“The president’s actions to target and ‘dominate’ Democratic cities through the use of federal forces is chilling. It has increased violence in Portland, Seattle, and other cities across the country, which was what the president intended. Policing decisions in Seattle should be made by Chief Best – not Donald Trump, and we can rest assured that they will be,” Durkan said. “We will continue to heed this moment in history and to work with the community to make systemic and generational changes to make Seattle more just.”
To read the full letter, go to
Mayor vetoes council’s irresponsible plan to deplete emergency and rainy day funds With upcoming congressional action and revenue forecasts impacting the City of Seattle’s 2020 and 2021 budget, Mayor Jenny Durkan vetoed City Council’s plan to deplete the City’s emergency fund and rainy day fund. In the last two budgets, Mayor Durkan has worked to build our reserves for economic downturns and emergencies. The City entered the COVID-19 pandemic with total general fund reserves of $127.5 million.
Because of our current economic crisis, $29 million of this was needed to close the approximate $300 million hole created in this year’s 2020 budget. However, the Council has proposed spending 90% of the reserves (an additional $86 million) on new spending, and the remaining 10% (approximately $13 million) in other new spending in the upcoming weeks.
In her letter, Mayor Durkan lays out her concerns about spending down the City’s entire emergency fund without guaranteed means for replacing it. Her letter concludes:
In plain terms, now is not the time to spend nearly all of our emergency funds. Seattle needs a cushion to make it through the next 18 months, and avoid complete austerity budgets. Even without new, unexpected emergencies, we are facing unprecedented financial challenges. Council may be willing to risk the entire cushion we need. I am not. Council may be certain that the month ahead will be emergency free. I am not. Council may be certain that we will recover from the current crisis enough to fill a $300 million budget hole and collect $200 million in new taxes on top of that. I am not. The facts simply say otherwise.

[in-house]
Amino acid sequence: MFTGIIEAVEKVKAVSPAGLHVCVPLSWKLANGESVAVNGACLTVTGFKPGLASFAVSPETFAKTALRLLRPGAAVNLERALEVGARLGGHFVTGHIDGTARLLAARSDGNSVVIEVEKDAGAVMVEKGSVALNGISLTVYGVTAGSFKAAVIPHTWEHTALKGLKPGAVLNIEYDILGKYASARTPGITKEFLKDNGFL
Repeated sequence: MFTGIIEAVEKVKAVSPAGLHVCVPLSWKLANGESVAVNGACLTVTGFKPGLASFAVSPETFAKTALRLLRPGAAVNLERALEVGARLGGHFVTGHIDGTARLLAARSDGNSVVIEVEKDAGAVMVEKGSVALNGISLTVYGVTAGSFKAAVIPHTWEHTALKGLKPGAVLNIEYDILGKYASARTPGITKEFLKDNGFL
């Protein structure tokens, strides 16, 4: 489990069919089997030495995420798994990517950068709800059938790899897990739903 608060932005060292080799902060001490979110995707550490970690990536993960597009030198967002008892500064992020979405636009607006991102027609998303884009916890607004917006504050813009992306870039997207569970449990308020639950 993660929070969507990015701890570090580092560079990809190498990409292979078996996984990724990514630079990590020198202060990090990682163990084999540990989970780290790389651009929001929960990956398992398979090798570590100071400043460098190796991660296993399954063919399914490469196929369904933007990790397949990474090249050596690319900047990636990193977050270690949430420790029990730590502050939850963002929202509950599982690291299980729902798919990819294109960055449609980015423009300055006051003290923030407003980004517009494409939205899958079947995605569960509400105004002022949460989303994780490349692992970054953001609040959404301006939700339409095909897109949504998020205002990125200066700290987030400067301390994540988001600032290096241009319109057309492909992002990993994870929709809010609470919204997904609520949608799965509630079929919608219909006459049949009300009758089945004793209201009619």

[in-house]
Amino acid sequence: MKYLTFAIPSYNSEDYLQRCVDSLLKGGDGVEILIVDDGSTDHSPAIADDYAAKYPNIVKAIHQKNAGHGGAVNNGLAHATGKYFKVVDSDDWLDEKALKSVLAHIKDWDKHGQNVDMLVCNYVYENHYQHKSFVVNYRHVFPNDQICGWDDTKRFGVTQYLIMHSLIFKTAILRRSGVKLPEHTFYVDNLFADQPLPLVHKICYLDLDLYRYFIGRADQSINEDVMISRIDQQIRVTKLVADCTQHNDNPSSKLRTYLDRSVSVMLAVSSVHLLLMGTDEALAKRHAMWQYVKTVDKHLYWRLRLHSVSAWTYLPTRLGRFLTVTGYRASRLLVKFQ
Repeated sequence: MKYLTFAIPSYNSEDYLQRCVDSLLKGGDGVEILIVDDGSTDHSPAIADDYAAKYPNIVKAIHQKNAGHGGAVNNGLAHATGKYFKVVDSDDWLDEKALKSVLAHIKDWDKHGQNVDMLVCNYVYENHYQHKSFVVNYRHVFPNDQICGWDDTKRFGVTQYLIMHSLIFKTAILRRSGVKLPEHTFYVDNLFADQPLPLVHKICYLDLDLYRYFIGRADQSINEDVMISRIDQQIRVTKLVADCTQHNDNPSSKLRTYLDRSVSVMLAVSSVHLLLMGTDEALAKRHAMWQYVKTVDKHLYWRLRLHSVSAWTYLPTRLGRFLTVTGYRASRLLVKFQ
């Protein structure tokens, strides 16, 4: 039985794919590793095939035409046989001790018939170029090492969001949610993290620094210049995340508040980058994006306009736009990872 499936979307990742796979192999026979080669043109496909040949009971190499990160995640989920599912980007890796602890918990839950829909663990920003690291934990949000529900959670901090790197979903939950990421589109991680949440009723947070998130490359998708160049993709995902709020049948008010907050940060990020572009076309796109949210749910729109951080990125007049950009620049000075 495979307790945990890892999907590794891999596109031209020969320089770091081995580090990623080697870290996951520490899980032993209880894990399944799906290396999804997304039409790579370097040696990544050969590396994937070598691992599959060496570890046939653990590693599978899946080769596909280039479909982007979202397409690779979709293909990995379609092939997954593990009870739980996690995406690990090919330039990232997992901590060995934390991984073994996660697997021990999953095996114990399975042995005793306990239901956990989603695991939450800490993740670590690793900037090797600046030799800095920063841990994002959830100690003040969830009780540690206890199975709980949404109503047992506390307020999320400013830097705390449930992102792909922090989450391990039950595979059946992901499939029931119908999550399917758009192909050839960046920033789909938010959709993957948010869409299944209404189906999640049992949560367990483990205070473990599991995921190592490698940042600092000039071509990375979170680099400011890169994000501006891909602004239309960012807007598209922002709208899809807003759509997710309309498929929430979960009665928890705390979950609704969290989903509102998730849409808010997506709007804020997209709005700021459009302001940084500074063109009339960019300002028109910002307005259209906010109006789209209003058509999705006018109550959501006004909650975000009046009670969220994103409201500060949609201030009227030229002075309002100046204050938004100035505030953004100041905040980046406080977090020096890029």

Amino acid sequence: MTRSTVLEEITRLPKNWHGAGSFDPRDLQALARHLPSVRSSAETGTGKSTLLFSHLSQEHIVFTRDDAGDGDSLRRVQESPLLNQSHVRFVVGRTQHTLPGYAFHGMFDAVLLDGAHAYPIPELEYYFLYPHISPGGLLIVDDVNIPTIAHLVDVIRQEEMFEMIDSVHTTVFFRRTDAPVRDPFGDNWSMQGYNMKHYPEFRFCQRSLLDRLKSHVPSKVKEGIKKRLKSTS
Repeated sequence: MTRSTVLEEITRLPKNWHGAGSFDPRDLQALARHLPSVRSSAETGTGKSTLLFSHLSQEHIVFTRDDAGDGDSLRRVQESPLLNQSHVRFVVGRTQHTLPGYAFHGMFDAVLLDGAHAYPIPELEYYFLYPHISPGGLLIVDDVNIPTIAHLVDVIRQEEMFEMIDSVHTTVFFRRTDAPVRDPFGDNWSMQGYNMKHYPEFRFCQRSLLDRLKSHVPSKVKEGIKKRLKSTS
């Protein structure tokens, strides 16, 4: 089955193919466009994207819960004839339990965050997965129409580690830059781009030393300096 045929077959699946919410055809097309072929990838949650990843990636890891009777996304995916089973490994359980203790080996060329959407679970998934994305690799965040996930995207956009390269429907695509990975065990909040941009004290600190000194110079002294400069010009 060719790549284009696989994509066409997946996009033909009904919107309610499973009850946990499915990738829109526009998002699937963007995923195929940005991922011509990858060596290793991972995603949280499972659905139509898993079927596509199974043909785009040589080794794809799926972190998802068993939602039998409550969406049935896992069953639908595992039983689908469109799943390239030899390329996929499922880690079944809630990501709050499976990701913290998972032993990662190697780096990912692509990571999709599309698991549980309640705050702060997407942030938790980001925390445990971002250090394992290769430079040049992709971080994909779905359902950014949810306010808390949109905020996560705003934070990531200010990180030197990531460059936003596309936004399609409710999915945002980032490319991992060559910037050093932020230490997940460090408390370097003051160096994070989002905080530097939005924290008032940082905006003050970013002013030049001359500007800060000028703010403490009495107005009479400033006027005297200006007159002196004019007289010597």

SPD launches investigation into arson, van containing explosives recovered during weekend protests in Seattle Editor’s note: This item was taken from
On Saturday, July 25, there was a large demonstration that took place on Capitol Hill. Individuals among the crowd set several trailers at a construction site on fire, and damaged numerous cars in the parking lot at 12th Avenue and Alder Street. Damage to several businesses occurred as the crowd moved north toward the East Precinct.
At approximately 4:25 p.m., officers observed a van following the protestors as they marched northbound on 12th Avenue. The van then stopped outside of the East Precinct. The van was abandoned in the street, facing northbound, in the southbound lane. At about the same time explosions occurred outside the precinct. Individuals in the crowd threw explosives at officers. One explosion occurred along the north wall of the precinct (on Pine Street), which blew a hole in the wall of the building.
A witness reported to Seattle Police that the same van was observed earlier in the day on Broadway with the rear doors open and people standing around it. The witness reported observing what appeared to be improvised shields, gas masks, baseball bats, and a large assortment of pyrotechnic explosives inside the van.
Arson/bomb detectives responded to the East Precinct immediately following the explosions. Because of where the vehicle was parked, and how it was abandoned, detectives were concerned the vehicle could contain additional explosives that might detonate. Once it was determined to be safe, the van was impounded.
Detectives applied for and obtained a search warrant and search the van. Detectives located firework pyrotechnics, bear mace, improvised spike strips, and nails. In addition, detectives also located gas masks, shin guards/helmets and other body armor, homemade shields, and other items. These are just a few of the items found during the search.